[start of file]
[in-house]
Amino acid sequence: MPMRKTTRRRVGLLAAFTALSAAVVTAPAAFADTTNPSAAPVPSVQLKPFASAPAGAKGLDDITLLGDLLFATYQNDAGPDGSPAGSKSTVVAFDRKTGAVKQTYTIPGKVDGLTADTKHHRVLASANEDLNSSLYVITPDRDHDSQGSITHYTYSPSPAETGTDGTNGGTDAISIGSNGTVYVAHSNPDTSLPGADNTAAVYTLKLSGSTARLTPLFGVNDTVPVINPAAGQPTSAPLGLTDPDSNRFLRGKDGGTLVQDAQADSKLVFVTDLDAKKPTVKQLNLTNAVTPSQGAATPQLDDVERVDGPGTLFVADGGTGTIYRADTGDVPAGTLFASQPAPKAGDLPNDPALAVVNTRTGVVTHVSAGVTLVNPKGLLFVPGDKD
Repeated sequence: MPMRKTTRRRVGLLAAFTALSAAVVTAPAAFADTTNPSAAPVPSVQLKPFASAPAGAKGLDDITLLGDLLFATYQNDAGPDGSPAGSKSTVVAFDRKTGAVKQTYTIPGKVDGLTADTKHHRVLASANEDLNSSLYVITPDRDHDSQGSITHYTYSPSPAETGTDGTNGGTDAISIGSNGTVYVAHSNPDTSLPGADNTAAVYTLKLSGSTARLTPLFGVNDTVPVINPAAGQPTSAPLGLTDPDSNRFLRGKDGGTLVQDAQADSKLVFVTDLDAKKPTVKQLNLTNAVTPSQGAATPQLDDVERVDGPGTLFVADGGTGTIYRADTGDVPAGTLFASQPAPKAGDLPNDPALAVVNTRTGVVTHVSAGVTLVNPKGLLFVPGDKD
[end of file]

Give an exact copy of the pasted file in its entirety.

[in-house]
Amino acid sequence: MPMRKTTRRRVGLLAAFTALSAAVVTAPAAFADTTNPSAAPVPSVQLKPFASAPAGAKGLDDITLLGDLLFATYQNDAGPDGSPAGSKSTVVAFDRKTGAVKQTYTIPGKVDGLTADTKHHRVLASANEDLNSSLYVITPDRDHDSQGSITHYTYSPSPAETGTDGTNGGTDAISIGSNGTVYVAHSNPDTSLPGADNTAAVYTLKLSGSTARLTPLFGVNDTVPVINPAAGQPTSAPLGLTDPDSNRFLRGKDGGTLVQDAQADSKLVFVTDLDAKKPTVKQLNLTNAVTPSQGAATPQLDDVERVDGPGTLFVADGGTGTIYRADTGDVPAGTLFASQPAPKAGDLPNDPALAVVNTRTGVVTHVSAGVTLVNPKGLLFVPGDKD
Repeated sequence: MPMRKTTRRRVGLLAAFTALSAAVVTAPAAFADTTNPSAAPVPSVQLKPFASAPAGAKGLDDITLLGDLLFATYQNDAGPDGSPAGSKSTVVAFDRKTGAVKQTYTIPGKVDGLTADTKHHRVLASANEDLNSSLYVITPDRDHDSQGSITHYTYSPSPAETGTDGTNGGTDAISIGSNGTVYVAHSNPDTSLPGADNTAAVYTLKLSGSTARLTPLFGVNDTVPVINPAAGQPTSAPLGLTDPDSNRFLRGKDGGTLVQDAQADSKLVFVTDLDAKKPTVKQLNLTNAVTPSQGAATPQLDDVERVDGPGTLFVADGGTGTIYRADTGDVPAGTLFASQPAPKAGDLPNDPALAVVNTRTGVVTHVSAGVTLVNPKGLLFVPGDKD